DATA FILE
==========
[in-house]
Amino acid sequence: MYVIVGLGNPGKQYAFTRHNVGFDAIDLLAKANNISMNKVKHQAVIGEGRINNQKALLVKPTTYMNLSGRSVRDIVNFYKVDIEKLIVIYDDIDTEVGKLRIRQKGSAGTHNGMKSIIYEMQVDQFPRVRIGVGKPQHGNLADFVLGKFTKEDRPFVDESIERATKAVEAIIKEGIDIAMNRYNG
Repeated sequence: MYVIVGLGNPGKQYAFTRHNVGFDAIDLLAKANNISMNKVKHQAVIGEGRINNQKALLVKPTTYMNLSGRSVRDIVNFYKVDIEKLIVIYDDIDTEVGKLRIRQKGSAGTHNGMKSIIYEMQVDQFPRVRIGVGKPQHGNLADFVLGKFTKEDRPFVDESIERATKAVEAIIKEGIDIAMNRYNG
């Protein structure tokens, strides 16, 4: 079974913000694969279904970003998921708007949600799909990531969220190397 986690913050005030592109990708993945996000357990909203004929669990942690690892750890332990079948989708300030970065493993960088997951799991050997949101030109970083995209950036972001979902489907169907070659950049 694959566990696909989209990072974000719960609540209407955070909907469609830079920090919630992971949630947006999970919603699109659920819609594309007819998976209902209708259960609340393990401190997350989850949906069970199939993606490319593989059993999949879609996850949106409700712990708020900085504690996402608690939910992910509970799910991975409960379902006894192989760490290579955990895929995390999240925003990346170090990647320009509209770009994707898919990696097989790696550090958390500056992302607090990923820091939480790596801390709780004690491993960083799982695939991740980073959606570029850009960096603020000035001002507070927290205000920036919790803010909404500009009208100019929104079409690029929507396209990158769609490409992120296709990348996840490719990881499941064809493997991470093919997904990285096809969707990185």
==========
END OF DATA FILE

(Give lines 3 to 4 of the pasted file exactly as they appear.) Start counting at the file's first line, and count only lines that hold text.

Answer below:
Repeated sequence: MYVIVGLGNPGKQYAFTRHNVGFDAIDLLAKANNISMNKVKHQAVIGEGRINNQKALLVKPTTYMNLSGRSVRDIVNFYKVDIEKLIVIYDDIDTEVGKLRIRQKGSAGTHNGMKSIIYEMQVDQFPRVRIGVGKPQHGNLADFVLGKFTKEDRPFVDESIERATKAVEAIIKEGIDIAMNRYNG
């Protein structure tokens, strides 16, 4: 079974913000694969279904970003998921708007949600799909990531969220190397 986690913050005030592109990708993945996000357990909203004929669990942690690892750890332990079948989708300030970065493993960088997951799991050997949101030109970083995209950036972001979902489907169907070659950049 694959566990696909989209990072974000719960609540209407955070909907469609830079920090919630992971949630947006999970919603699109659920819609594309007819998976209902209708259960609340393990401190997350989850949906069970199939993606490319593989059993999949879609996850949106409700712990708020900085504690996402608690939910992910509970799910991975409960379902006894192989760490290579955990895929995390999240925003990346170090990647320009509209770009994707898919990696097989790696550090958390500056992302607090990923820091939480790596801390709780004690491993960083799982695939991740980073959606570029850009960096603020000035001002507070927290205000920036919790803010909404500009009208100019929104079409690029929507396209990158769609490409992120296709990348996840490719990881499941064809493997991470093919997904990285096809969707990185």